Fannie Mae and Freddie Mac have a friend on West 57th Street. That’s the New York address of Metacapital Management, the hedge fund founded by Deepak Narula.
The much-maligned mortgage aggregators were taken over by the federal government in 2008 and have since absorbed $140 billion in taxpayer bailout money. The head of the House Financial Services Committee wants to abolish them. Yet they still own or guarantee more than half of all U.S. housing loans — and for that reason, the administration of President Obama isn’t about to let them go belly up.
Narula, 49, has used Fannie and Freddie to build the world’s most successful hedge fund. His Metacapital Mortgage Opportunities Fund, which invests heavily in agency mortgages, returned 37.8 percent in the first 10 months of 2012, putting it at the top of the Bloomberg Markets list of the 100 best-performing hedge funds managing $1 billion or more. That comes on top of a 23.6 percent return in 2011. The Mortgage Opportunities fund is up 520 percent since it started trading in July 2008.
Three of the top five funds in the Bloomberg Markets list invested in mortgage securities, and two of them are run by Pine River Capital Management. Betting on mortgage securities outpaced every other strategy, with an average return of 20.2 percent, against an industry average of just 1.3 percent.
The most profitable fund in the first 10 months of 2012 was Steven A. Cohen’s SAC Capital International, which earned $789.5 million for its managers. In November, the Securities and Exchange Commission notified Cohen’s $14 billion firm, SAC Capital Advisors, that it was considering suing it for civil fraud related to insider trading.
Narula’s edge in 2012 was in reading the tea leaves of Washington policymakers. Toward the end of 2011, government-backed mortgage securities dropped in value as Obama expanded programs to help owners refinance and bonds without insurance fell amid the euro crisis.
Narula took advantage. He later concluded that the Federal Reserve was going to help homeowners and bought bonds ahead of its September announcement that it would buy $40 billion a month of agency — that is, Fannie-, Freddie- and Ginnie Mae-backed — mortgage bonds.
“To revive the housing market, the Fed has thrown a lot of firepower at agency mortgage-backed securities,” Narula says. “Policymakers have worked hard to let homeowners refinance. They’ve been clear that’s their mission — and you want to be careful going against that mission.”
In addition to his intuition on Washington policy moves, Narula uses mathematical models to calculate how long homeowners will make payments at their current interest rates before refinancing or defaulting. The models predict behavior based on a homeowner’s credit score, address, loan size, loan age and other factors. The algorithms also allow sophisticated investors to hedge against wrong-way bets.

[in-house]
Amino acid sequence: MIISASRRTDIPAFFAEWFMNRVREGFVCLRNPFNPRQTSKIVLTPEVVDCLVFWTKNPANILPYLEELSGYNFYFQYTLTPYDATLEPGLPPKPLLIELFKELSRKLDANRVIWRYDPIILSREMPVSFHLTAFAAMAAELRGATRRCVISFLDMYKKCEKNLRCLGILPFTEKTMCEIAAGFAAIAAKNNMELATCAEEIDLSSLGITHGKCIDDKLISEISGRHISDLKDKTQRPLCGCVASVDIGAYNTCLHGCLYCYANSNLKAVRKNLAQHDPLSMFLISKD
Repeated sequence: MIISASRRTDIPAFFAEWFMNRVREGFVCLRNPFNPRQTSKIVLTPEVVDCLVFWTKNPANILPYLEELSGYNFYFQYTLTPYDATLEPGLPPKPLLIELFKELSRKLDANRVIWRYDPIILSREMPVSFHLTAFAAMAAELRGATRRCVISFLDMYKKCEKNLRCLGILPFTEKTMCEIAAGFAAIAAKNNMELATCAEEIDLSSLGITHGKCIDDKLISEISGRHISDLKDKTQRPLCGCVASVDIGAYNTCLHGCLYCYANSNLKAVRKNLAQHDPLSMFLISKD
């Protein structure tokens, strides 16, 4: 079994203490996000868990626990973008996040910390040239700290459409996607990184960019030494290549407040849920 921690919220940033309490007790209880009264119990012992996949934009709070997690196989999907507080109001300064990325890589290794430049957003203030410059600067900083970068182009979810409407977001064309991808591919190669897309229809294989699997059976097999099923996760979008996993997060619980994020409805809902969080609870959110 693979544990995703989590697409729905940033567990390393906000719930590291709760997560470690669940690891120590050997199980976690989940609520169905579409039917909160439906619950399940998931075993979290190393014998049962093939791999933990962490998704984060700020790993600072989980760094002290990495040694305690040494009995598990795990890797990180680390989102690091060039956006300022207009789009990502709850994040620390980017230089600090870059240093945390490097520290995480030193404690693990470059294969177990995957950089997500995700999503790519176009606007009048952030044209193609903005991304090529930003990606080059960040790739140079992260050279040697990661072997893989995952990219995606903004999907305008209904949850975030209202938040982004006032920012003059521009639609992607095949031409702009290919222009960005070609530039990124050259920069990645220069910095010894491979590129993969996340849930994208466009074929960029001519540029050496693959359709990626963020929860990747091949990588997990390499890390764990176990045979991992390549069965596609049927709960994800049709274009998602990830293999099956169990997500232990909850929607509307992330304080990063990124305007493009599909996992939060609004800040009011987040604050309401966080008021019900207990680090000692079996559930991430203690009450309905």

“You want to come up with wagers where if you’re right, you’ll do really well and if you are wrong, you don’t get hurt too badly,” Narula says.
No. 1 Metacapital is followed on the list by Steve Kuhn’s Pine River Fixed Income Fund, which also invests in mortgage bonds and returned 32.9 percent. Pine River captured Nos. 2 and 4 and tied for 19.
The No. 1 midsize fund, with assets from $250 million to $1 billion, is Cheyne Total Return Credit, operated by London-based Cheyne Capital Management. It boasted a 61.4 percent return.
Those big gains came amid a fourth consecutive year of underperformance by hedge funds. The average return of 1.3 percent compared with a 14 percent gain, including dividends, for the Standard & Poor’s 500 Index through October.
Since Jan. 1, 2009, the average hedge fund gained a cumulative 13.5 percent compared with 69.8 percent for the S&P 500.
“Hedge funds probably oversold themselves for a long time, saying we’re going to get stocklike returns with lower volatility,” says Andrew Junkin, senior consultant at Wilshire Associates, which advises pension plans. “Then 2008 comes and blows those two myths out of the water. We compare their returns to 60/40 stocks and bonds, and over the last five years I’m paying a lot of money for something that really has not delivered.”
Poor returns forced an estimated 635 hedge funds to close in the first nine months of 2012, 8.5 percent more than a year earlier, according to Chicago-based Hedge Fund Research. Some big-name managers threw in the towel. Thomas F. Steyer, founder of $20 billion hedge fund Farallon Capital Management in San Francisco, retired at the end of 2012 to focus on public service. Boston Red Sox co-owner and hedge-fund manager John Henry closed his Florida-based John W. Henry & Co. and returned assets to investors.
Other titans also returned money. In August, Moore Capital Management founder Louis Moore Bacon said he would give back $2 billion, or 25 percent, of his flagship hedge fund’s assets because he couldn’t achieve the returns he had historically produced.